The term "Combinatorial homotopy" was coined by J.H.C. Whitehead in its use for the first two of his papers
"Combinatorial homotopy. I." Bull. Amer. Math. Soc. 55 (1949) 213--245.
"Combinatorial homotopy. II." Bull. Amer. Math. Soc. 55 (1949) 453--496.
"Simple homotopy types." Amer. J. Math. 72 (1950) 1--57.
These were rewrites and extensions of some of his very original papers which appeared in 1939-1941, in which he showed how some possible extensions of basic techniques in what became called "Combinatorial group theory", such as Tietze transformations, were in fact not generally possible, and that there were obstructions lying in what is now called the Whitehead group. So I'd be interested to know of a contrary view, but it seems to me that the impetus for the name came from combinatorial group theory.
The first paper listed covers what is now a standard basis for homotopy theory (CW-complexes, the Whitehead Theorem on homotopy equivalences, ...) and the 3rd has been very influential. The second is not so well reported on, but is one of the bases of the use of higher homotopy groupoids in homotopy theory, which I have reported in a web page under the term "Higher dimensional group theory", and which kind of extends aspects of Whitehead's approach. In particular, the free crossed modules which appeared in the second paper were a key to progress, and have a strong link with group theory and "Identities among relations".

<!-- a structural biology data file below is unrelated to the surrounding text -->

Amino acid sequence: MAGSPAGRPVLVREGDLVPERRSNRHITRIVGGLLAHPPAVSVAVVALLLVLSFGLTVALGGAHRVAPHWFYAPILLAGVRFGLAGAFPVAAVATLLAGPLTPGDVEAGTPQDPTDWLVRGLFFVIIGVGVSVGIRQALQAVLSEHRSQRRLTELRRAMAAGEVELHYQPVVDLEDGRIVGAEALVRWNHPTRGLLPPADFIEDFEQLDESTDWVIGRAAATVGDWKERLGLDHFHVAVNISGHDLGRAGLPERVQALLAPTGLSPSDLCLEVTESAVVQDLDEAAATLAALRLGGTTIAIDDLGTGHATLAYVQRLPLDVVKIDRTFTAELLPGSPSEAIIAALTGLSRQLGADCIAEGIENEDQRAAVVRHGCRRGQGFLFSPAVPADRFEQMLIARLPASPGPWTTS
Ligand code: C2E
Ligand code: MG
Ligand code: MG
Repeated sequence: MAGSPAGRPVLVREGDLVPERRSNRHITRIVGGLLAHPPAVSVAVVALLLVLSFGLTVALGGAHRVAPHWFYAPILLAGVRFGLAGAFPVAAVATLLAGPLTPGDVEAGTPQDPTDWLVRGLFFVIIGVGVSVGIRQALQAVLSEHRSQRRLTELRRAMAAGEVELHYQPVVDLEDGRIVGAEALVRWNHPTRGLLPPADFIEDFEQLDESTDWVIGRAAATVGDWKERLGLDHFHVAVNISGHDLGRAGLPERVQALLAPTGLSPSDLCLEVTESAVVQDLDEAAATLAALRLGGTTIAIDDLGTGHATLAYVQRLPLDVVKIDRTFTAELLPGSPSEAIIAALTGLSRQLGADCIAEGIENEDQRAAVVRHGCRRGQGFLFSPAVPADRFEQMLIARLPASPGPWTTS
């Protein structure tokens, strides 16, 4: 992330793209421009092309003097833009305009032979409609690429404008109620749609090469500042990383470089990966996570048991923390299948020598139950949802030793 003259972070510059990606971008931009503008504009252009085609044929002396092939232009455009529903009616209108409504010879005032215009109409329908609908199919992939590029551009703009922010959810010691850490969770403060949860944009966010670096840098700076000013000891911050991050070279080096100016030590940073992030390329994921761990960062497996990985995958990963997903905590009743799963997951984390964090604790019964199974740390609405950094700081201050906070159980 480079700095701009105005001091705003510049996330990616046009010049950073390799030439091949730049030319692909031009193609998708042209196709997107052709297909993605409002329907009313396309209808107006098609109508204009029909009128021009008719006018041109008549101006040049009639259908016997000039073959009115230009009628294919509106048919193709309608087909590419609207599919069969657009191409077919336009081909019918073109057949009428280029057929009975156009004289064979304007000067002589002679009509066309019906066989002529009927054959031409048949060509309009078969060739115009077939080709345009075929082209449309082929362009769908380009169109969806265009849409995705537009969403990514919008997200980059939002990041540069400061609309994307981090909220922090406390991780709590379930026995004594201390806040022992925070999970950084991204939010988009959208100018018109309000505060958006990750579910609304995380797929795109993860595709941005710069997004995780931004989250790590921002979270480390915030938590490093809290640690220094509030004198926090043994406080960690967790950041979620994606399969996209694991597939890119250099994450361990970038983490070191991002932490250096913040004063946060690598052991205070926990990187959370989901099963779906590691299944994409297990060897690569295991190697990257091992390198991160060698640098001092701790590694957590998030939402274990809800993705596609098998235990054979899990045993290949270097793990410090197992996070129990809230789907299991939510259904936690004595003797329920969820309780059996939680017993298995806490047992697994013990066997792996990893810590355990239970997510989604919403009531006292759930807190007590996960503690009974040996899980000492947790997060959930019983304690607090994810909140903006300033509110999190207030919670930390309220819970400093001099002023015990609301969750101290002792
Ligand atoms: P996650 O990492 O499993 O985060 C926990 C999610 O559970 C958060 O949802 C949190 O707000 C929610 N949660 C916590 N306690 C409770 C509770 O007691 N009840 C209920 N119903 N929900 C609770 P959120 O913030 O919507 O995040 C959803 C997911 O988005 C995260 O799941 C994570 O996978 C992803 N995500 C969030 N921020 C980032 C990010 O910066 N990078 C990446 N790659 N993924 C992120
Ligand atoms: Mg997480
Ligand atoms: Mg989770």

One point which struck me recently was that you really need this concept of free crossed modules if you want to write for the boundary of the standard square diagram $\sigma$ giving the Klein bottle a non commutative formula:
$$\partial(\sigma) = a+b-a +b $$
rather than the usual $\partial (\sigma) = 2b$, which has lost a lot of information. So Whitehead argues in paper 2 that his "homotopy systems", now called "free crossed complexes", carry more information and have better realisation properties that then the still more widely used free chain complexes with a group of operators.
Of course language and the use of terms change with the decades, but it can be useful to trace some history to its roots, and try and see to what extent the original aims have been accomplished.
A relation of the word "combinatorial" to simplicial sets, and so another line on how the word might be interpreted, was given in the paper
Kan, Daniel M. A combinatorial definition of homotopy groups. Ann. of Math. (2) 67 1958 282–312.